When doing a speech, I must write my OWN lines that have never been heard before. Whether they are great lines or not has not been deduced by anyone other than myself. I must then memorize my own words and recite them in front of a classroom where I can’t pretend to be a character. I am literally being judged and graded for being myself. It’s hard to be judged for WHO you are. Even though, daily, we each are judged by others for our words, our actions, the way we live, it’s another thing to know you’re being graded for this. Especially when you’re an actor/actress and a teacher may have the misguided assumption that you should be better than what you are because you get up in front of audiences all the time. If I was told in the middle of a play, I had to give a speech that I wrote, I would have freaked out. If I was told, I could write the speech as a character and play THAT character while doing the speech, it would have been manageable, though. Obviously, speech class…you can’t really do that.

This is not to say ALL actors are scared of it, I’m sure some are just fine with it. In fact, many actors do shows and movies, etc. where they play themselves. Which you would think would be the easiest job ever, right? WRONG.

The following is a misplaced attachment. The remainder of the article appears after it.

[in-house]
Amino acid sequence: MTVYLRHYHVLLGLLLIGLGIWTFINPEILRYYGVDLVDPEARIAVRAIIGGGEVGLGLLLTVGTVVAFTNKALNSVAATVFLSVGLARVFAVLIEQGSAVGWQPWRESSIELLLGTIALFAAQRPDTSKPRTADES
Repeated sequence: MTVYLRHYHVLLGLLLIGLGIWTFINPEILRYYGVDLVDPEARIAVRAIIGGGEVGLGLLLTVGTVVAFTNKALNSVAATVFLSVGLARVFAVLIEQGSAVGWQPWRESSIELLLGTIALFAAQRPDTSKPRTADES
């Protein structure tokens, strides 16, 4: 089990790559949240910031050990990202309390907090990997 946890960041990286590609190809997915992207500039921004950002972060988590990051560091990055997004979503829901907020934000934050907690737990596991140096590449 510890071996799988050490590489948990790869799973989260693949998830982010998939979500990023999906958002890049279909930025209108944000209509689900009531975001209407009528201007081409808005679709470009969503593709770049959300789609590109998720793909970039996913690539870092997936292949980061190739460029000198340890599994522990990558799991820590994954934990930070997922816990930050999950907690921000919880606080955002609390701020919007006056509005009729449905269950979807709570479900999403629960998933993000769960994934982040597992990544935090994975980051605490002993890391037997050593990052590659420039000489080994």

The hardest acting for an actor/actress is playing themselves because it entails being completely 100% vulnerable. You can’t hide if you’re showing people everything about you.

In the last acting class I did, we had to do a short monologue. ANY monologue we wanted. I searched all over and couldn’t seem to find one I liked enough until I found one that resonated with me so much because it sounded like ME. I just knew I could play the character because I could relate. It’s easier to bring up the emotion if you can relate. But then as I practiced it, I realized this was also going to be the hardest acting I had ever attempted because I was going to be left vulnerable. The words of the character were words that I felt.

*I tried to find the monologue online again, but I couldn’t….or I would have put it here*

It was basically a monologue where the girl is talking about how she is more than her “fat”, more than her weight and being judged for it, etc. It truly sounded like I had just ripped a piece of my diary out and was doing it for a monologue. Which I actually could have and called it an “original monologue”. But at the same time, Can you imagine reading a page of your most private sorrow in front of class? I was exposing true feelings that I had always felt but had always been afraid to tell people.

I did THAT monologue and it was tough for me because I felt like I was just speaking to a class about my own personal feelings. I also got the best praise ever in my acting classes for it, too, because of the vulnerability and I was told that kind of monologue is the hardest to do.

Afterwards, I was proud of myself for being that vulnerable. To have done what I had done before and played a character would have been the easy way out for me. Instead, I basically confronted a “public speaking” fear by doing a character who was just like me. By doing so, I faced a huge fear and I conquered it.